A mad sugar rush in Portuguese supermarkets began to calm on Monday after a weekend which saw shelves up and down the country emptied of the sweet commodity.
The rush was inadvertently caused by an official from the Portuguese Retail Distribution Association (Associação Portuguesa de Empresas de Distribuição) who had admitted that there was a “scarcity of the product”.
However, he later denied over the weekend that stocks of sugar had run out nationwide.
The initial statement, which had people running for the supermarkets, was also played down by the Minister for Agriculture, António Serrano, who said on Sunday that the sector had already given assurances that sugar stocks would return to normal by the beginning of 2011.
However, speculation in the future price of sugar continued on Monday and Tuesday as world supplies tightened and the price for futures boomed.
White sugar futures on the London NYSE Liffe Exchange soared by 5% to hit a month high of $759 per metric tonne while raw sugar futures in New York reached a four week peak at 30.22 cents per pound.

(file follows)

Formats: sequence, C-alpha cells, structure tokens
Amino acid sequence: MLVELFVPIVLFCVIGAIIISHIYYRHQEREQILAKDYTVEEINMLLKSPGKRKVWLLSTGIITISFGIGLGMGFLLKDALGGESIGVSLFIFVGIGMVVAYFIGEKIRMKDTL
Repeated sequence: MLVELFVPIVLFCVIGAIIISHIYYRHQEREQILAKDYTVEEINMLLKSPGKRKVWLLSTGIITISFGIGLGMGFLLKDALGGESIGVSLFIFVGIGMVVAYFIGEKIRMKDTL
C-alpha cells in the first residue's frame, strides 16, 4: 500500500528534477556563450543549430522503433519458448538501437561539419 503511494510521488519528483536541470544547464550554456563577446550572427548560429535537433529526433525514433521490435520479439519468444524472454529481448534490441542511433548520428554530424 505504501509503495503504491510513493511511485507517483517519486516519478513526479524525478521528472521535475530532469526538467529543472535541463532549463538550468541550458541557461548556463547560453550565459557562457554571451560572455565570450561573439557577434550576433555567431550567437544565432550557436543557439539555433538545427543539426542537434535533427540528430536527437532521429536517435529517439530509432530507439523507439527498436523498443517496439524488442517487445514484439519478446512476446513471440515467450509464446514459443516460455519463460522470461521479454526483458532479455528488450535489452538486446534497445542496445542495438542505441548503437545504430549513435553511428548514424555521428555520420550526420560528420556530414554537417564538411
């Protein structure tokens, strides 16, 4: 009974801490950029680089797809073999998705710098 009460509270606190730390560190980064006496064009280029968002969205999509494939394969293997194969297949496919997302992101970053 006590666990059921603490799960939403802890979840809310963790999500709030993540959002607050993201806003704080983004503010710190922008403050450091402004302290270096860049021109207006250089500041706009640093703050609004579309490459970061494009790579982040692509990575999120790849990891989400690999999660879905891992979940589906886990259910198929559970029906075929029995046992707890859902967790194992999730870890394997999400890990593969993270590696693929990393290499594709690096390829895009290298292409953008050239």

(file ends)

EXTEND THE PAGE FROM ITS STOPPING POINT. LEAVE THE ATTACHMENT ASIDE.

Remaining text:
Weather problems in many key exporting countries like Cuba and Brazil have damaged harvests and so cut supplies.
On Monday, India and South Africa, both important producers, added to the worry by downgrading their predicted outputs by several million tonnes. Demand for sugar has also soared in China’s booming economy.
India’s government indicated that it may delay a decision on taxing sugar imports which means it is considering slashing exports.
António Serrano said that negotiations were underway with the European Union to ease sugar imports from unaffected countries.
In Portugal, many supermarkets have been limiting sales of sugar to two kilos per person at a cost of 0.70 to 0.90 Euros per kilo.